At scripted points in the game, the fighting mode shifts from firearms to melee. Two katanas are whipped out, one full length sword and one broken sword for parrying a strike. Swordplay is performed by swinging the Wii-mote for striking and the nunchuck for blocking. The Wii-mote will swing the sword in the direction it moves in relation to the sensor bar, but itís limited by the game programming rather than free motion. Oddly, Melee modes are forced on the gamer as a firearm cannot by pulled out during a swordfight. At the end of a successful duel, the player has the choice of honorably allowing the enemy to live or slicing the man while heís down. Honor points are awarded at the end of each level, but they donít seem to figure into opening locked content.

The health system incorporates regeneration once enemy fire has abated. Players can hide briefly from the onslaught of bullets to watch their health meter rise quickly. In addition, armor packs can be picked up to provide a few more second of life during tense situations. The health system forces the player to use the duck & cover process within each room and hone their aim before squeezing off a shot. The protagonist never seems like a super-soldier, but rather a guy with an infinite supply of pain killers.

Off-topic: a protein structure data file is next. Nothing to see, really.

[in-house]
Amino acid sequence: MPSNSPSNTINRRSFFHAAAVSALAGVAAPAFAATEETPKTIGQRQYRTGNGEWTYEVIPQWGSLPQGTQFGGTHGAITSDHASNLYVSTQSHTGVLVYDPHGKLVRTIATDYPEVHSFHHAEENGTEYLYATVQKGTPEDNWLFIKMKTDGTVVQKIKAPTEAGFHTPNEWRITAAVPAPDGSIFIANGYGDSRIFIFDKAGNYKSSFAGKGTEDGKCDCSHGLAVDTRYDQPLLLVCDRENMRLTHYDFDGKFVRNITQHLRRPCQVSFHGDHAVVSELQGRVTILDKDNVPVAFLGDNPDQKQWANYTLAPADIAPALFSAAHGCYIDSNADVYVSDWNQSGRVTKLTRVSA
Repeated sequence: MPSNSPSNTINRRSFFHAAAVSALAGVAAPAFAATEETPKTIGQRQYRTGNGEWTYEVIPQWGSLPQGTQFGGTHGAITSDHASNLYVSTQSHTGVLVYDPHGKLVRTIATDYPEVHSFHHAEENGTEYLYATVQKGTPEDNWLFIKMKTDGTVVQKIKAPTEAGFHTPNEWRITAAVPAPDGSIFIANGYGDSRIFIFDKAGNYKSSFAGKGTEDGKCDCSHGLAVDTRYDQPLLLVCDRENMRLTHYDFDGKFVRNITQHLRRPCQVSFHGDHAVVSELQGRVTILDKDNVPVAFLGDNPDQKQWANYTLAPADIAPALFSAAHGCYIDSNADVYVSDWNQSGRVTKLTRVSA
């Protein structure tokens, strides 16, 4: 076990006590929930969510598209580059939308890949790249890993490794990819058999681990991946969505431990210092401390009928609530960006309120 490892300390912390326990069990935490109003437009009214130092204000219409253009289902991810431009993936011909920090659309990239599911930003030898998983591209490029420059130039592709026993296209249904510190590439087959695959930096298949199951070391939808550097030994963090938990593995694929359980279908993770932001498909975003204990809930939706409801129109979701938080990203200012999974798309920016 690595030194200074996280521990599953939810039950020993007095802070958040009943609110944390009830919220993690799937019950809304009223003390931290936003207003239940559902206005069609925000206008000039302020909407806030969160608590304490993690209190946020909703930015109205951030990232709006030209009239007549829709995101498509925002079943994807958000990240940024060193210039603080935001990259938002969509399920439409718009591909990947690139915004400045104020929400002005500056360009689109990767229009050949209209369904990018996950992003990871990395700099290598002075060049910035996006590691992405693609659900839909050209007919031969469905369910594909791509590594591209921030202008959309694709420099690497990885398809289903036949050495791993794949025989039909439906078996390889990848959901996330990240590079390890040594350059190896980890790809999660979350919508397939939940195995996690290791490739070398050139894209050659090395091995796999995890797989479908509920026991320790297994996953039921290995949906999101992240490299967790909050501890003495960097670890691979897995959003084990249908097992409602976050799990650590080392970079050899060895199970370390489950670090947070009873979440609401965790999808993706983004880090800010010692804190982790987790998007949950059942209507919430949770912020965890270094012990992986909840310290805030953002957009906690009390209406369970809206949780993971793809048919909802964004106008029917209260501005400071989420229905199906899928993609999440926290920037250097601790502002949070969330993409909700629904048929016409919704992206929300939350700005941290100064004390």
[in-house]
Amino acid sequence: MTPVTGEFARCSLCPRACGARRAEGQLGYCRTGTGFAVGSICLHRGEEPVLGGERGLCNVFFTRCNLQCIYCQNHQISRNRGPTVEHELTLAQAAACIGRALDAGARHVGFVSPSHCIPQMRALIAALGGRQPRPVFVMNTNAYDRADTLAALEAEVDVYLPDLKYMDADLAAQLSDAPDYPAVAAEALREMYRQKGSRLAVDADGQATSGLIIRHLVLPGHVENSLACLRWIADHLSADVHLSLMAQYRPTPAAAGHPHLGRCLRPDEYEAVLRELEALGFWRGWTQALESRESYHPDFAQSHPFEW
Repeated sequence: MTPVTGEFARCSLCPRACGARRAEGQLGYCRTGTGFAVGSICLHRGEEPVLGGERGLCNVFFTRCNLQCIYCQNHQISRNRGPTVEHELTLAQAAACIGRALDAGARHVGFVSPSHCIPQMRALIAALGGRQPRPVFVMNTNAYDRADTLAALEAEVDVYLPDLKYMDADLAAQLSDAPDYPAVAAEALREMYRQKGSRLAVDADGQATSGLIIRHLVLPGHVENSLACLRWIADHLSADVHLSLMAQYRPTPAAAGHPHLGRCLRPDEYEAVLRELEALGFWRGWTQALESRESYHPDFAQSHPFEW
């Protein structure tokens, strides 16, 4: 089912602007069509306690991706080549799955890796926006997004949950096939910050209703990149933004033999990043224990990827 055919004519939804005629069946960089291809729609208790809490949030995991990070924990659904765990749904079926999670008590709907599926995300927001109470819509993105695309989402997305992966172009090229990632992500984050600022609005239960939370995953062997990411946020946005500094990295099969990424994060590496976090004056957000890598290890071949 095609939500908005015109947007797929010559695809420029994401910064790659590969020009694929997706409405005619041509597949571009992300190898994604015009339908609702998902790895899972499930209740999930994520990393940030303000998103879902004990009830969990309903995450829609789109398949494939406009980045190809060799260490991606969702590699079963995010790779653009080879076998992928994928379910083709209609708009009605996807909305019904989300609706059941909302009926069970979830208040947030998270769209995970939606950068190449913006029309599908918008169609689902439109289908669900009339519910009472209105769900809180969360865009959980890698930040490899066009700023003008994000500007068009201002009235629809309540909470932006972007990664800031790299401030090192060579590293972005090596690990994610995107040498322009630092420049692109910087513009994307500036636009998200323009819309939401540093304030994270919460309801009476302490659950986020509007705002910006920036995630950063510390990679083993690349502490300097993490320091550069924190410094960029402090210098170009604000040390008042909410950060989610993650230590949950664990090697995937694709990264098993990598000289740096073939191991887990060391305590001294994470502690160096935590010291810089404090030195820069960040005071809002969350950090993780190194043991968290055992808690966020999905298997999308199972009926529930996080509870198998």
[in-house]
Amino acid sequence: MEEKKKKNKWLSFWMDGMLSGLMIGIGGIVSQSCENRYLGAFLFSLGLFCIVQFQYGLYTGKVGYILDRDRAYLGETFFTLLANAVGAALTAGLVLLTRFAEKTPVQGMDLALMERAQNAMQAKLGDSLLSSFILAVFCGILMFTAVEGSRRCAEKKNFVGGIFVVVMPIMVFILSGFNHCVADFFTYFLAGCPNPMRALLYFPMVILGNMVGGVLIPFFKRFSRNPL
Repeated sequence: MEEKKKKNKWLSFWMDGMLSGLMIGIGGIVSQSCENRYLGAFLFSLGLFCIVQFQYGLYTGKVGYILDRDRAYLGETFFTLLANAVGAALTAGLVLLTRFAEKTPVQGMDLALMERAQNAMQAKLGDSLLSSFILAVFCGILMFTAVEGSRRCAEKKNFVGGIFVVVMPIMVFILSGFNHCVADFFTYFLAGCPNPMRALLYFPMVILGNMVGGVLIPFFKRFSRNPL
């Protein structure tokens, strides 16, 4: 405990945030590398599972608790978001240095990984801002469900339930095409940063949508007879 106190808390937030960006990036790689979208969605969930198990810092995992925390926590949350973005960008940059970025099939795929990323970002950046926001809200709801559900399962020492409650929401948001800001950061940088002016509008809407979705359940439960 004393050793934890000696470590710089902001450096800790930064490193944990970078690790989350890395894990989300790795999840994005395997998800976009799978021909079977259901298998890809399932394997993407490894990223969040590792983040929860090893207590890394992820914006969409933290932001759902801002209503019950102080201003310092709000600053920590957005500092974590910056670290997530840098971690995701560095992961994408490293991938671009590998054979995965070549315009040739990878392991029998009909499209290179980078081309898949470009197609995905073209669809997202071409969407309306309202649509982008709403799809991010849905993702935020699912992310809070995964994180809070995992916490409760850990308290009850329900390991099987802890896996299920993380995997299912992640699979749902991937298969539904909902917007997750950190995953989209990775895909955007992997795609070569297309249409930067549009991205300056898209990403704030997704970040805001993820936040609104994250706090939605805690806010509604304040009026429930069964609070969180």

The artificial intelligence exhibits moments of greatness, yet disappoints quite often as well. The A.I. will properly use cover to hide behind when reloading and alternates fire between each enemy position. They can also flank your position, assuming the level environment is built for that action. Unfortunately, they cannot handle up close combat as well. They exhibit flawed behavior, usually in the form of standing in wide open spaces waiting for you stop moving before firing. They also canít seem to run for cover for reloading when standing right beside them, which makes for a turkey shoot.

If the A.I. gets too monotonous, you can try your hand at the offline 4-player, split-screen multiplayer. While a bit light on the maps, the modes offered are Deathmatch, Team Deathmatch, and Killer. While the first two are explanitory, Killer is an interesting mode in which players are directed to complete objectives via the Wii-mote speaker. Oddly, the objectives are meant to be private for each player, yet they blare out of the Wii-mote. Playing Killer correctly either requires turning down the Wii-mote speaker via the options menu in the Wii system or going to another room. Itís a novel idea, but poorly implimented. Overall, multiplayer can be a blast if you have enough folks comfortable with the controls.